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Death of a Soldier

Reviewed By Stephen Groenewegen
Posted 09/26/03 15:48:32

"Military madness"
2 stars (Pretty Bad)

Two stories run parallel in Philippe Mora’s Death of a Soldier, made in Australia in 1986 and inspired by a true story.

One is of Private Ed Leonski (American Reb Brown), a baby-faced hulk who charms women and then strangles them in an effort to “capture their voice”. As he’s one of thousands of American troops stationed in Melbourne in 1942, the murders are a public relations disaster for the visiting US military authorities.

The investigation of the murders provides the second thread. Bill Hunter and Maurie Fields (who even works in a bit of signature singing and piano playing into his part) are the local police authorities; Major Dannenberg (James Coburn) represents American conscience and winds up defending Leonski at his court-martial.

The screenplay is by William Nagle, who wrote the Vietnam War novel that was made into The Odd Angry Shot. In trying to tell both stories, Nagle is attempting too much. The military hierarchy is rendered in cartoon fashion, not helped by poor imitation American accents. Death of a Soldier wastes too much time on clichéd squabbling amongst the military authorities, at the expense of credibly exploring Leonski’s motivations. You can almost sense Mora’s frustration at having to explicate the martial and political goings-on, when he’d rather be expounding on themes of justice and the innocence of madness.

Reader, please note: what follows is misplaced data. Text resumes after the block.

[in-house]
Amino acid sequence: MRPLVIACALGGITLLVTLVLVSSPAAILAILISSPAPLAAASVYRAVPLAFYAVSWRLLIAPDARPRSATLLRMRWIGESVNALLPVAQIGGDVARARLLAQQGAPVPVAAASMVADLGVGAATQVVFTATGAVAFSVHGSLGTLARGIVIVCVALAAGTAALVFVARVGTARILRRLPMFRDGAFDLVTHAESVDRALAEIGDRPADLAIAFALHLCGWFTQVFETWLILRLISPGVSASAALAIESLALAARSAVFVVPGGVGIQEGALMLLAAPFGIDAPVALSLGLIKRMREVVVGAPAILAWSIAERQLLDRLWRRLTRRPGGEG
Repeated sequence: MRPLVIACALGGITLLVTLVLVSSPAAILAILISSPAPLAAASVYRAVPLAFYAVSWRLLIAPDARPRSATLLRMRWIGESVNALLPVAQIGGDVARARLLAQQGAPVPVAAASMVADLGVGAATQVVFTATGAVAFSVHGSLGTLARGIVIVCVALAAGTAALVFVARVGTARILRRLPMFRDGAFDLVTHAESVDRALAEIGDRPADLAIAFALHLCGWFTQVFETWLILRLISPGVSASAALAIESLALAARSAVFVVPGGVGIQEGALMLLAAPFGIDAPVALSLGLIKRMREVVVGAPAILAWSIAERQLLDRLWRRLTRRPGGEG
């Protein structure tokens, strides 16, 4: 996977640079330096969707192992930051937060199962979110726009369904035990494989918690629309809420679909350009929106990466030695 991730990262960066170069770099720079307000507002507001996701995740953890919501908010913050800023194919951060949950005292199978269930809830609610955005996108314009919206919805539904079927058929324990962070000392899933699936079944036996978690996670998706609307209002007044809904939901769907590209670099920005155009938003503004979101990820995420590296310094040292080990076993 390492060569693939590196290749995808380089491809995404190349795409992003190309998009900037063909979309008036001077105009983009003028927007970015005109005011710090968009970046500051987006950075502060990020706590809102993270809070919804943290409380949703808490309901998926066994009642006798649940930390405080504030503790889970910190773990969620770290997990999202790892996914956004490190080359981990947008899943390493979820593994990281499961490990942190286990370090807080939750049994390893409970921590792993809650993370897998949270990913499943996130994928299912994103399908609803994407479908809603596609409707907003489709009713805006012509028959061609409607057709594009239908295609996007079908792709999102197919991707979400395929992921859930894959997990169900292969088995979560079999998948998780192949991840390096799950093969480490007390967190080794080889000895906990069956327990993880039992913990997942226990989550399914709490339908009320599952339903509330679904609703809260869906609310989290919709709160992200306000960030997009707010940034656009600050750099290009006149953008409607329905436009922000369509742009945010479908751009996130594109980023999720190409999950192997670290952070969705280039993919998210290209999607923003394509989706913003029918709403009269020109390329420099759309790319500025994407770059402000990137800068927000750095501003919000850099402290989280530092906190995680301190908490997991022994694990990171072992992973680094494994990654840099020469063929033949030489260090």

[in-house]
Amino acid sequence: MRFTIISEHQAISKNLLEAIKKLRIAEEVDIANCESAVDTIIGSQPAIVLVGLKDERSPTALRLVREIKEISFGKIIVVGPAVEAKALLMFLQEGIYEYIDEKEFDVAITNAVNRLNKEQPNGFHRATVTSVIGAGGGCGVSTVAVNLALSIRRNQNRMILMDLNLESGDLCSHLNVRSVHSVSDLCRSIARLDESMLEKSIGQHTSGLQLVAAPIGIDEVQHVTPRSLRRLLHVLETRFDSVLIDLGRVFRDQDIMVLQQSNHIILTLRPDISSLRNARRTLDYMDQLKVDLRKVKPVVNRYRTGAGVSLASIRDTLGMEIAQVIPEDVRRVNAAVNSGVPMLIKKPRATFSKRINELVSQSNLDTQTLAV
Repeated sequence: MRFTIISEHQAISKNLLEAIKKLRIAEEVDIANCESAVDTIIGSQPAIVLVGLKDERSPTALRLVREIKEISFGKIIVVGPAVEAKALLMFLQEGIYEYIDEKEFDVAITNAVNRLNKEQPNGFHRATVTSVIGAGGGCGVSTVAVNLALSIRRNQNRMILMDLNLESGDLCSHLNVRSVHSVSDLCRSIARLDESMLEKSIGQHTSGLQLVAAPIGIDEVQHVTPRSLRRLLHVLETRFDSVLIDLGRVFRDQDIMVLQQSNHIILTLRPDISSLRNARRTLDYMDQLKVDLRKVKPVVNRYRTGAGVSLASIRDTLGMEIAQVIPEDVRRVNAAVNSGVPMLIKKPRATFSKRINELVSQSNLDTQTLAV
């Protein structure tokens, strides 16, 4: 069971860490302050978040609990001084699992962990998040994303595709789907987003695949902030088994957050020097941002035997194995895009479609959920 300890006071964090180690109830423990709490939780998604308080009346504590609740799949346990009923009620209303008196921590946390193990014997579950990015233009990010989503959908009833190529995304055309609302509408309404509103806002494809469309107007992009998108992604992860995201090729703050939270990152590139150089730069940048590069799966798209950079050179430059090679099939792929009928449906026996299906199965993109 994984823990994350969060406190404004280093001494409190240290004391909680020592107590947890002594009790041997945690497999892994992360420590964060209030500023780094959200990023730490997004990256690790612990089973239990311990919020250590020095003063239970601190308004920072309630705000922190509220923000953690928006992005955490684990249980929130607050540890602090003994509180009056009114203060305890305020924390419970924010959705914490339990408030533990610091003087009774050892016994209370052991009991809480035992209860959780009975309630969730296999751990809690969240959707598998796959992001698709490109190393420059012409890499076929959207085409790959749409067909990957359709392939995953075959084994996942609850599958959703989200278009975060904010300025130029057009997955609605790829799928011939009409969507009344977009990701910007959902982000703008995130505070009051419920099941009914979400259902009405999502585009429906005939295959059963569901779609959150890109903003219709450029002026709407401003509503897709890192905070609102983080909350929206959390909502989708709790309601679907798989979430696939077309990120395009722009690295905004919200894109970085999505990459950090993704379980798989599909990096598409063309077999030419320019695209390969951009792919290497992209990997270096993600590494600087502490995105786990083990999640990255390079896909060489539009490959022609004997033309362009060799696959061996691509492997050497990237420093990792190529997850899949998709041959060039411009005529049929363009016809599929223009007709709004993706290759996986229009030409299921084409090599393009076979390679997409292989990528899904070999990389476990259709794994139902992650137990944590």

Mora is obviously recreating the period on a limited budget, but he manages to convey the strained US-Australian relations caused by an intense and stressful co-habitation - the tension permeates nearly every scene. There’s a powerful and shocking set piece when American and Australian soldiers open fire on each other at a railway station. Besides adding to the atmosphere, however, it feels disconnected from the rest of the story.

Coburn is gruff and noble and steadfast and uninteresting, and Hunter and Fields are the laidback Aussie cops of countless primetime television shows. Leonski is peculiarly characterised, but the towering, muscle-bound Brown manages to make him compelling.

Leonski’s a psychotic taken to binge drinking, singing falsetto, crying a lot and regularly emitting a curiously high-pitched snorting cackle. Despite initial misgivings that this was a one-note stunt performance, and very much to Brown’s credit, Leonski gradually becomes the most interesting thing in the picture.

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